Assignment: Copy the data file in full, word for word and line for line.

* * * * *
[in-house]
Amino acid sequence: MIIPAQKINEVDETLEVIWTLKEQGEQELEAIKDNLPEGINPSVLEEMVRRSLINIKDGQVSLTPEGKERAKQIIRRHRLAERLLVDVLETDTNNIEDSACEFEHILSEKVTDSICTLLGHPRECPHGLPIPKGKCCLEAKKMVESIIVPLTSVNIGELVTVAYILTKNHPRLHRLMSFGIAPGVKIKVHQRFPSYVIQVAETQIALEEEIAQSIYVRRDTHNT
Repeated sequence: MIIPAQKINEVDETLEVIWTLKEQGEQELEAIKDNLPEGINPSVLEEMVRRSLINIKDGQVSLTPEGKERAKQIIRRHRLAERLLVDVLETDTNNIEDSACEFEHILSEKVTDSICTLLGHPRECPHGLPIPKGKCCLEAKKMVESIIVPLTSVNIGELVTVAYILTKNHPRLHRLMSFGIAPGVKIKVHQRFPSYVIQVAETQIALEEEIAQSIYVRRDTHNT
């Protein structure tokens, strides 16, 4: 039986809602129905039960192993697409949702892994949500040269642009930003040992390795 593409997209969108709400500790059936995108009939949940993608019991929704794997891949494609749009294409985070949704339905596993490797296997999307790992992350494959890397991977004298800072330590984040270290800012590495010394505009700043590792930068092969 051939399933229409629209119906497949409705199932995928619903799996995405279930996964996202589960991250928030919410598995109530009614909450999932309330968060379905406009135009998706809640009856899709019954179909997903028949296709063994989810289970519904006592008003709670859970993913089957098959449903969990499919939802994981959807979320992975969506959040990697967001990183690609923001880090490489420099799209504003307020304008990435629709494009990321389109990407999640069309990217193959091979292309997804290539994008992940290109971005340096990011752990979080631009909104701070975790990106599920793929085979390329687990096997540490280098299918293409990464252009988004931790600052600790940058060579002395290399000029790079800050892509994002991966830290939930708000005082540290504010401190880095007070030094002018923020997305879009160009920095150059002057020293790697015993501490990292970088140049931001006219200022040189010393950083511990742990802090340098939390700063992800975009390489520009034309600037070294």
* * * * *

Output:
[in-house]
Amino acid sequence: MIIPAQKINEVDETLEVIWTLKEQGEQELEAIKDNLPEGINPSVLEEMVRRSLINIKDGQVSLTPEGKERAKQIIRRHRLAERLLVDVLETDTNNIEDSACEFEHILSEKVTDSICTLLGHPRECPHGLPIPKGKCCLEAKKMVESIIVPLTSVNIGELVTVAYILTKNHPRLHRLMSFGIAPGVKIKVHQRFPSYVIQVAETQIALEEEIAQSIYVRRDTHNT
Repeated sequence: MIIPAQKINEVDETLEVIWTLKEQGEQELEAIKDNLPEGINPSVLEEMVRRSLINIKDGQVSLTPEGKERAKQIIRRHRLAERLLVDVLETDTNNIEDSACEFEHILSEKVTDSICTLLGHPRECPHGLPIPKGKCCLEAKKMVESIIVPLTSVNIGELVTVAYILTKNHPRLHRLMSFGIAPGVKIKVHQRFPSYVIQVAETQIALEEEIAQSIYVRRDTHNT
């Protein structure tokens, strides 16, 4: 039986809602129905039960192993697409949702892994949500040269642009930003040992390795 593409997209969108709400500790059936995108009939949940993608019991929704794997891949494609749009294409985070949704339905596993490797296997999307790992992350494959890397991977004298800072330590984040270290800012590495010394505009700043590792930068092969 051939399933229409629209119906497949409705199932995928619903799996995405279930996964996202589960991250928030919410598995109530009614909450999932309330968060379905406009135009998706809640009856899709019954179909997903028949296709063994989810289970519904006592008003709670859970993913089957098959449903969990499919939802994981959807979320992975969506959040990697967001990183690609923001880090490489420099799209504003307020304008990435629709494009990321389109990407999640069309990217193959091979292309997804290539994008992940290109971005340096990011752990979080631009909104701070975790990106599920793929085979390329687990096997540490280098299918293409990464252009988004931790600052600790940058060579002395290399000029790079800050892509994002991966830290939930708000005082540290504010401190880095007070030094002018923020997305879009160009920095150059002057020293790697015993501490990292970088140049931001006219200022040189010393950083511990742990802090340098939390700063992800975009390489520009034309600037070294």